Researcher Reveals People May Have Telepathic Ability to Anticipate Phone Calls, Texts and Emails

A study by Dr. Rupert Sheldrake shows that modern forms of communication may be linked to a more primitive form of communication: telepathy.

He tested a group of people by asking them to guess who was calling when their phone rang. Each was given a choice of four potential callers. “The average scores were very much higher than the 25% success rate expected by chance,” Sheldrake wrote in a paper published by the Institute of Noetic Science. Sheldrake holds a Ph.D. in biochemistry from Cambridge University and studied philosophy and history of science at Harvard University.

Similar results have been replicated independently at the University of Amsterdam in the Netherlands and the University of Freiburg in Germany. Statistically significant results also showed a positive link between telepathy and text messaging or various forms of internet communication, according to Dr. Sheldrake.

The telepathic ability seems to be particularly clear when it comes to people with whom the subjects have strong emotional ties.

Dr Sheldrake anticipates the criticism that a close friend or family member is very likely to both be on a person’s mind and call that person, and therefore the chances of both happening at the same time are high.

“The only way to answer these questions is through experimental tests that can be statistically evaluated,” he said. Referring to the experiments he has done in this direction, he added: “These tests gave positive and statistically significant results.”

In a first series of trials, 63 people achieved an average success rate of 40%, well above the 25% rate dictated by chance. Over hundreds of tests, Sheldrake heard from some subjects that they were more often right when they felt confident in their guesses, as if their intuition had kicked in.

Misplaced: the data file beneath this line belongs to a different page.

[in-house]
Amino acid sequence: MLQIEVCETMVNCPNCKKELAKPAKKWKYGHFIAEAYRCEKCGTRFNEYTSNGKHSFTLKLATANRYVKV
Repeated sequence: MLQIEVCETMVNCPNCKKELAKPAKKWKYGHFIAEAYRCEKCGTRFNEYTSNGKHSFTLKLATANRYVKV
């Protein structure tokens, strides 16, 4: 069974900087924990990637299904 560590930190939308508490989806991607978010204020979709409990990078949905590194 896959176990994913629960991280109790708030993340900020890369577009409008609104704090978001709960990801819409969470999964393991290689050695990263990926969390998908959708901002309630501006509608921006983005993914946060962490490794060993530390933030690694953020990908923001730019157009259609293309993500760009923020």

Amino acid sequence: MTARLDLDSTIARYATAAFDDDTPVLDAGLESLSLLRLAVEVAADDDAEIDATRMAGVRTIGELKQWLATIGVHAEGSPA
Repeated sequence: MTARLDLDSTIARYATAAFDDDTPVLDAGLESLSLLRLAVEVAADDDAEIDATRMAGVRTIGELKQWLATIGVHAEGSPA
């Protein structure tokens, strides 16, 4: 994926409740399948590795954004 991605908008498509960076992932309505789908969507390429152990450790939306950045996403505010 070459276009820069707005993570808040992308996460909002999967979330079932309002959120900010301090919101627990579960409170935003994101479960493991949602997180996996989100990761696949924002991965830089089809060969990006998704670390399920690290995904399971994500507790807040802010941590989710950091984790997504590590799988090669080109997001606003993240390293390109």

Sheldrake also began asking subjects how sure they were of each guess. He gave the example of a female subject who had an 85% success rate when she felt confident and only a 34% success rate when she was not very confident. She had a success rate of only 28% when she was just guessing without any sense of intuition.

Pam Smart, Sheldrake’s colleague, conducted experiments to compare the telepathic connection between loved ones and the connection between strangers. She found a 50% success rate with familiar callers compared to a success rate close to the 25% chance level with strangers.

Experiments to test precognition and other potential extra-sensory perceptions have yielded negative results, suggesting a specific link to telepathic ability.

So, do we form telepathic bonds with our loved ones?

Dr. Bernard Beitman of the University of Virginia found in his study of coincidences that people with close ties can sometimes experience the same things at the same time, especially distress, even when they are far apart. He calls the phenomenon simulpathy. Beitman had a personal experience of simultaneity that prompted him to study it. When his father was on his deathbed thousands of miles away, Beitman began to choke, seemingly for no reason. He later discovered that his father was choking around the same time.

This phenomenon is known to occur between twins and others with close ties.

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Tara MacIsaac is an editor and reporter who has worked on a variety of topics over her 10 years with The Epoch Times, including science, the environment, and local New York news. She currently works with The Epoch Times based in Southern California.

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